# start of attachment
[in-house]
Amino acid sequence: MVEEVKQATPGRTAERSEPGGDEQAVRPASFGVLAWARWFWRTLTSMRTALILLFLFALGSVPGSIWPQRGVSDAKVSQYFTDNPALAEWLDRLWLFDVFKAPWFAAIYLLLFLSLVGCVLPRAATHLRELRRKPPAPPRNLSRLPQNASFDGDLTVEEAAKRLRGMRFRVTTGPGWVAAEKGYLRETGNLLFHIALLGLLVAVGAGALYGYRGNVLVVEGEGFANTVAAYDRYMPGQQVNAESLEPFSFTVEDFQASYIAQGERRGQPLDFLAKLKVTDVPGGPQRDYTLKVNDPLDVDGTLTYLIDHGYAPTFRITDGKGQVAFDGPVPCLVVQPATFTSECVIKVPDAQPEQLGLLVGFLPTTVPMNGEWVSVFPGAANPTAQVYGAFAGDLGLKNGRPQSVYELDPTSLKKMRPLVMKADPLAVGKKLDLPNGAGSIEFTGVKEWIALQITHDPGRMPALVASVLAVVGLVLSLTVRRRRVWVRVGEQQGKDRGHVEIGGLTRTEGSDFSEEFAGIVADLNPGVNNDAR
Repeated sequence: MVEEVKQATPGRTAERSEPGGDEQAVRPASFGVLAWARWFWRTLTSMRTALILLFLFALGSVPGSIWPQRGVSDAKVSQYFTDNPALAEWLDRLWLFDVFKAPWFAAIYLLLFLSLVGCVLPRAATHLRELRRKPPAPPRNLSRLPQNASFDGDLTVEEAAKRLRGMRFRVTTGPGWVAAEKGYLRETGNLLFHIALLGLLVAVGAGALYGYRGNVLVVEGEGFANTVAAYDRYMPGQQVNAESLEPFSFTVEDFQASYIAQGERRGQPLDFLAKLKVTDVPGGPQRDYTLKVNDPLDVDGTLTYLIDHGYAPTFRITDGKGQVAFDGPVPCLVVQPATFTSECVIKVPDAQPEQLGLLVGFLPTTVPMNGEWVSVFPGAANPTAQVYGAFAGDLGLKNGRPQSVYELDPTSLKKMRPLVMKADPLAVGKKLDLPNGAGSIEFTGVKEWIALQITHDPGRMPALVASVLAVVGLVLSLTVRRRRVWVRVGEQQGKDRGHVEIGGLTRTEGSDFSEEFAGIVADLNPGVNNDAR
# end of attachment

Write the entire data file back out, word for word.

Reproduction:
[in-house]
Amino acid sequence: MVEEVKQATPGRTAERSEPGGDEQAVRPASFGVLAWARWFWRTLTSMRTALILLFLFALGSVPGSIWPQRGVSDAKVSQYFTDNPALAEWLDRLWLFDVFKAPWFAAIYLLLFLSLVGCVLPRAATHLRELRRKPPAPPRNLSRLPQNASFDGDLTVEEAAKRLRGMRFRVTTGPGWVAAEKGYLRETGNLLFHIALLGLLVAVGAGALYGYRGNVLVVEGEGFANTVAAYDRYMPGQQVNAESLEPFSFTVEDFQASYIAQGERRGQPLDFLAKLKVTDVPGGPQRDYTLKVNDPLDVDGTLTYLIDHGYAPTFRITDGKGQVAFDGPVPCLVVQPATFTSECVIKVPDAQPEQLGLLVGFLPTTVPMNGEWVSVFPGAANPTAQVYGAFAGDLGLKNGRPQSVYELDPTSLKKMRPLVMKADPLAVGKKLDLPNGAGSIEFTGVKEWIALQITHDPGRMPALVASVLAVVGLVLSLTVRRRRVWVRVGEQQGKDRGHVEIGGLTRTEGSDFSEEFAGIVADLNPGVNNDAR
Repeated sequence: MVEEVKQATPGRTAERSEPGGDEQAVRPASFGVLAWARWFWRTLTSMRTALILLFLFALGSVPGSIWPQRGVSDAKVSQYFTDNPALAEWLDRLWLFDVFKAPWFAAIYLLLFLSLVGCVLPRAATHLRELRRKPPAPPRNLSRLPQNASFDGDLTVEEAAKRLRGMRFRVTTGPGWVAAEKGYLRETGNLLFHIALLGLLVAVGAGALYGYRGNVLVVEGEGFANTVAAYDRYMPGQQVNAESLEPFSFTVEDFQASYIAQGERRGQPLDFLAKLKVTDVPGGPQRDYTLKVNDPLDVDGTLTYLIDHGYAPTFRITDGKGQVAFDGPVPCLVVQPATFTSECVIKVPDAQPEQLGLLVGFLPTTVPMNGEWVSVFPGAANPTAQVYGAFAGDLGLKNGRPQSVYELDPTSLKKMRPLVMKADPLAVGKKLDLPNGAGSIEFTGVKEWIALQITHDPGRMPALVASVLAVVGLVLSLTVRRRRVWVRVGEQQGKDRGHVEIGGLTRTEGSDFSEEFAGIVADLNPGVNNDAR